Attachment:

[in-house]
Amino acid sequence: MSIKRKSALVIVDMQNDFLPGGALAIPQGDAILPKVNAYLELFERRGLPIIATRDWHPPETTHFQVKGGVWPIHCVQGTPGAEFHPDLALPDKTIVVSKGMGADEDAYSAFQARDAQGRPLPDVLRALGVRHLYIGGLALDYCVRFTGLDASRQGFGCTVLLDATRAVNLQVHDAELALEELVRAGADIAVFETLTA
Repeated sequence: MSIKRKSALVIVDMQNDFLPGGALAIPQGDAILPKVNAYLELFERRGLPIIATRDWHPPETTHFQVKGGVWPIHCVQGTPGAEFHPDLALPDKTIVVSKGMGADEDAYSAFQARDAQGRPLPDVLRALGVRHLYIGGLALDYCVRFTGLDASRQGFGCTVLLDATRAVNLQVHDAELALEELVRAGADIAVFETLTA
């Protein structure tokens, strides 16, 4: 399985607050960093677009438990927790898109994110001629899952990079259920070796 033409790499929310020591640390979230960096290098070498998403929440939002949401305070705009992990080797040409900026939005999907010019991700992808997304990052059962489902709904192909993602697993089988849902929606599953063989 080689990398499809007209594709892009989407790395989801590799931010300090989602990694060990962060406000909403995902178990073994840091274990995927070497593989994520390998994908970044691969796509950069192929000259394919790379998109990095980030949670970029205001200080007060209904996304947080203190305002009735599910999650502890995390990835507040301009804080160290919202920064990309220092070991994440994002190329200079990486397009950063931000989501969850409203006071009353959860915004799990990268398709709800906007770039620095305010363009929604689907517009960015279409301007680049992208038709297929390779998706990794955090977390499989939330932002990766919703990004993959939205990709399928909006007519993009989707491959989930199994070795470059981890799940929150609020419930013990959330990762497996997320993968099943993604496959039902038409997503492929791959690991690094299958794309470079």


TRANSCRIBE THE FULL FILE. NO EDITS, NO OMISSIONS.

[in-house]
Amino acid sequence: MSIKRKSALVIVDMQNDFLPGGALAIPQGDAILPKVNAYLELFERRGLPIIATRDWHPPETTHFQVKGGVWPIHCVQGTPGAEFHPDLALPDKTIVVSKGMGADEDAYSAFQARDAQGRPLPDVLRALGVRHLYIGGLALDYCVRFTGLDASRQGFGCTVLLDATRAVNLQVHDAELALEELVRAGADIAVFETLTA
Repeated sequence: MSIKRKSALVIVDMQNDFLPGGALAIPQGDAILPKVNAYLELFERRGLPIIATRDWHPPETTHFQVKGGVWPIHCVQGTPGAEFHPDLALPDKTIVVSKGMGADEDAYSAFQARDAQGRPLPDVLRALGVRHLYIGGLALDYCVRFTGLDASRQGFGCTVLLDATRAVNLQVHDAELALEELVRAGADIAVFETLTA
């Protein structure tokens, strides 16, 4: 399985607050960093677009438990927790898109994110001629899952990079259920070796 033409790499929310020591640390979230960096290098070498998403929440939002949401305070705009992990080797040409900026939005999907010019991700992808997304990052059962489902709904192909993602697993089988849902929606599953063989 080689990398499809007209594709892009989407790395989801590799931010300090989602990694060990962060406000909403995902178990073994840091274990995927070497593989994520390998994908970044691969796509950069192929000259394919790379998109990095980030949670970029205001200080007060209904996304947080203190305002009735599910999650502890995390990835507040301009804080160290919202920064990309220092070991994440994002190329200079990486397009950063931000989501969850409203006071009353959860915004799990990268398709709800906007770039620095305010363009929604689907517009960015279409301007680049992208038709297929390779998706990794955090977390499989939330932002990766919703990004993959939205990709399928909006007519993009989707491959989930199994070795470059981890799940929150609020419930013990959330990762497996997320993968099943993604496959039902038409997503492929791959690991690094299958794309470079």